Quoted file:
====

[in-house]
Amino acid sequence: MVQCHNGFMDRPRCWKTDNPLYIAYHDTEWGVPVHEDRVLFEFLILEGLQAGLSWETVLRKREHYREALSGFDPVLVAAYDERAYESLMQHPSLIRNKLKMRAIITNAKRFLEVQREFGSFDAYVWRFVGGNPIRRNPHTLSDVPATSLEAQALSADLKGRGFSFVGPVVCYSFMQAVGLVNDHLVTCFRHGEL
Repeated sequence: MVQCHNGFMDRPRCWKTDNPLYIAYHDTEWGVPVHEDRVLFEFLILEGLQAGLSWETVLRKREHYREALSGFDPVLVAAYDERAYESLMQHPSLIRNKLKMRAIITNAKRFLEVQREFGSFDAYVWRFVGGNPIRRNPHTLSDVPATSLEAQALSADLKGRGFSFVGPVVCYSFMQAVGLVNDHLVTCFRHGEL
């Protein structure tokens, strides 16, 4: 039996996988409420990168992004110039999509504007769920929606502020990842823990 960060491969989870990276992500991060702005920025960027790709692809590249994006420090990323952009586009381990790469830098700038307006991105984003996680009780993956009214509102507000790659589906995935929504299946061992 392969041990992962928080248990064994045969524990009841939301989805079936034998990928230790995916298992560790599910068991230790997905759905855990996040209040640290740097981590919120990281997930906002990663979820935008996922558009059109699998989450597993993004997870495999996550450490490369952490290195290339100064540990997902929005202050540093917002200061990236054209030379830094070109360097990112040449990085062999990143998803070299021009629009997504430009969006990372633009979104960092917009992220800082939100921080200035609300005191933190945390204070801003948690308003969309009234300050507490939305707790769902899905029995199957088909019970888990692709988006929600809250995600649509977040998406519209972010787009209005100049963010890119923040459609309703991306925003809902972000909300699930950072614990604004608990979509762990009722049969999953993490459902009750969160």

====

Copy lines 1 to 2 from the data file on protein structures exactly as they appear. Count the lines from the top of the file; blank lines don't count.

[in-house]
Amino acid sequence: MVQCHNGFMDRPRCWKTDNPLYIAYHDTEWGVPVHEDRVLFEFLILEGLQAGLSWETVLRKREHYREALSGFDPVLVAAYDERAYESLMQHPSLIRNKLKMRAIITNAKRFLEVQREFGSFDAYVWRFVGGNPIRRNPHTLSDVPATSLEAQALSADLKGRGFSFVGPVVCYSFMQAVGLVNDHLVTCFRHGEL